Psychotherapists and Counsellors Answer your Questions

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  • Lyn Gamwell
    Firstly I was looking to add another dimension to my life. And I had always been curious about a time of great need in my own life when some help seemed to open up a space for me in which I could regain my footing and other help contracted it and interrupted the process. I decided to study to find out what those facilitating qualities were. Eventually, I decided to enter the profession with the intention of creating a space in which others can find their way. ...
  • Kate McMaugh
    I originally chose to study psychology as an 18 year old who was interested in "brains and behaviour" but I did not come from an academic family at all and really had little idea what a psychologist did and I don't think I had ever met one! However it turned out though my choice all those years ago was a lucky one, as I love what I do. As I got older and more aware of my profession it was the mind-body connection and the huge potential of the human being to heal that really hooked me into counselling. Psychology is such a broad...
  • Ernst Meyer
    After a crisis in my private life I was looking for different ways to live my life. In my search for a more meaningful life I first participated in a couple of self help courses and eventually I enrolled in a training program for psychotherapy. Being in my own personal therapy was part of my training, and I first hand experienced the gradual changes that emerge in psychotherapy. After three years of "hands on" training I continued my education with another three years of academic studies in the field. As part of my academic...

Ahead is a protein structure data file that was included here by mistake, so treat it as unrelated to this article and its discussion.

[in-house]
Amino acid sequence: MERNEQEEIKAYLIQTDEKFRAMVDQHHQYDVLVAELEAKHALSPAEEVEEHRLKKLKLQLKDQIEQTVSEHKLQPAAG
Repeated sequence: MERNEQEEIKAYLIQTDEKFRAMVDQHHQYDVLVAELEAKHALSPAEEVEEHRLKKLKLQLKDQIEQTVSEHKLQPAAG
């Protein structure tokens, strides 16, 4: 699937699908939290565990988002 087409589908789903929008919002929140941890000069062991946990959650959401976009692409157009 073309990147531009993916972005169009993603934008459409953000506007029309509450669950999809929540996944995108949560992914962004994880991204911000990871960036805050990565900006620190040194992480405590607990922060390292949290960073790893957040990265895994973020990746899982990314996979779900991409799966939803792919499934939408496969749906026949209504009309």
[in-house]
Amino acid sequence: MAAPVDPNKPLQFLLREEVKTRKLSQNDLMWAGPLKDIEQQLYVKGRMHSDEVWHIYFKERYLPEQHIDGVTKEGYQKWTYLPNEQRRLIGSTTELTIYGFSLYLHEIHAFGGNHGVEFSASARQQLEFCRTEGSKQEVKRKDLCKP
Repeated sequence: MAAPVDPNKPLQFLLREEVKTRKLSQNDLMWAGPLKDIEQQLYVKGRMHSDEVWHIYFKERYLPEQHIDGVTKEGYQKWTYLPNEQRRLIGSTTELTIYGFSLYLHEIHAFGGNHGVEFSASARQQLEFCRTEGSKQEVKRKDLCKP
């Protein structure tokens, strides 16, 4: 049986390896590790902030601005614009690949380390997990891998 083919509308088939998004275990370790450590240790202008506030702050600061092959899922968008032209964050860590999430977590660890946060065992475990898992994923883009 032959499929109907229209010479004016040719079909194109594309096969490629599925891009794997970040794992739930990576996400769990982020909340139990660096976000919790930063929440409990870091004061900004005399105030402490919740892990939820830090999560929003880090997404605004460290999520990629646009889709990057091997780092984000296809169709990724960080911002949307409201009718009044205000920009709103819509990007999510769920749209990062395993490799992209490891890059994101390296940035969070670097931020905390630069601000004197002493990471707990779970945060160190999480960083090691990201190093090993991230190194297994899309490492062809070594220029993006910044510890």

• Mano Suttner
    I did not choose it. It just happened just as birth and death and everything in between just happen. Our stories about choosing things are made up post facto. Nevertheless, often our conscious - or unconscious - intentions do manifest, and one of my life intentions has been to reduce suffering and to be part of creating abundance. ...
  • Penny Downy
    After many years working in different caring fields and undergoing my own in-depth personal therapy and reaping the rewards of this, I decided to 'live my passion' and study psychotherapy and counselling. Through my work I am able to utilize my calm, inquisitive and positive nature, professional education and ongoing commitment to lifelong learning and a wealth of lifetime of experiences. I believe that each individual has the ability to heal themselves. It is my privilege to accompany them on this journey, help them identify their...
  • Claire Stephensen
    As a child I dreamed of being a dancer or musician and in my teens, I was drawn to health. It was during my early 20s that I realised that it is impossible to separate mental health from the arts – which led me to studying a little bit of psychology before undertaking a Masters of Music Therapy. ...
  • Odhette Aaronfeld
    An encounter with two people who had had open heart surgery. I wanted to sit with each person and listen to their story, their fears, understand what knowledge they lacked that was making their journey through this ordeal even harder. Having worked in aged care as a registered nurse I had been able to spend time with residents and their families and give them more holistic care. A busy cardiac ward is not a place that time moves slowly or patiently in. This made me think that there is work to be done. People need someone that...
  • Arna Stewart